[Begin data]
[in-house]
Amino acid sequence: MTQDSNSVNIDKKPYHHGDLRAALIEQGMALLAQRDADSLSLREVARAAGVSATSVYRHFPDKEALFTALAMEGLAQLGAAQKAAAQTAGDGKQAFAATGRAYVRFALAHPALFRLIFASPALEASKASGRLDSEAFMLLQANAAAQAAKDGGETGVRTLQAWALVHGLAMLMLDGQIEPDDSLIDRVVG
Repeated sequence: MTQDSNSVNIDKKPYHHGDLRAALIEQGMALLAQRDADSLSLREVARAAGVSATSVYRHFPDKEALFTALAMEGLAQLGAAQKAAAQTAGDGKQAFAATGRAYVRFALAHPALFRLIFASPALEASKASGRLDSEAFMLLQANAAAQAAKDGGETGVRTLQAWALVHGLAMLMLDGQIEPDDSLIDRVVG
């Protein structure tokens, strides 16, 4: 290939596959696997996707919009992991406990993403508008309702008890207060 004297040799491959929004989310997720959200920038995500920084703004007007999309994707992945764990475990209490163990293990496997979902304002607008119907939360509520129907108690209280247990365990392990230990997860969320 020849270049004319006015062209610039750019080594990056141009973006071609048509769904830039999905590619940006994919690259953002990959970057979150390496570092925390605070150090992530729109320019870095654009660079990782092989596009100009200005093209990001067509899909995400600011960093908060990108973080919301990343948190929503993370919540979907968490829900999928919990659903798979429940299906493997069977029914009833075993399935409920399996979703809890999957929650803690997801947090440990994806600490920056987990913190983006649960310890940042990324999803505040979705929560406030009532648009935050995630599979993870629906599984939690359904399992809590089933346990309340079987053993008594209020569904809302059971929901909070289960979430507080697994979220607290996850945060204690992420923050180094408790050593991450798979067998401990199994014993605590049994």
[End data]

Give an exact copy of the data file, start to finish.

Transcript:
[in-house]
Amino acid sequence: MTQDSNSVNIDKKPYHHGDLRAALIEQGMALLAQRDADSLSLREVARAAGVSATSVYRHFPDKEALFTALAMEGLAQLGAAQKAAAQTAGDGKQAFAATGRAYVRFALAHPALFRLIFASPALEASKASGRLDSEAFMLLQANAAAQAAKDGGETGVRTLQAWALVHGLAMLMLDGQIEPDDSLIDRVVG
Repeated sequence: MTQDSNSVNIDKKPYHHGDLRAALIEQGMALLAQRDADSLSLREVARAAGVSATSVYRHFPDKEALFTALAMEGLAQLGAAQKAAAQTAGDGKQAFAATGRAYVRFALAHPALFRLIFASPALEASKASGRLDSEAFMLLQANAAAQAAKDGGETGVRTLQAWALVHGLAMLMLDGQIEPDDSLIDRVVG
């Protein structure tokens, strides 16, 4: 290939596959696997996707919009992991406990993403508008309702008890207060 004297040799491959929004989310997720959200920038995500920084703004007007999309994707992945764990475990209490163990293990496997979902304002607008119907939360509520129907108690209280247990365990392990230990997860969320 020849270049004319006015062209610039750019080594990056141009973006071609048509769904830039999905590619940006994919690259953002990959970057979150390496570092925390605070150090992530729109320019870095654009660079990782092989596009100009200005093209990001067509899909995400600011960093908060990108973080919301990343948190929503993370919540979907968490829900999928919990659903798979429940299906493997069977029914009833075993399935409920399996979703809890999957929650803690997801947090440990994806600490920056987990913190983006649960310890940042990324999803505040979705929560406030009532648009935050995630599979993870629906599984939690359904399992809590089933346990309340079987053993008594209020569904809302059971929901909070289960979430507080697994979220607290996850945060204690992420923050180094408790050593991450798979067998401990199994014993605590049994």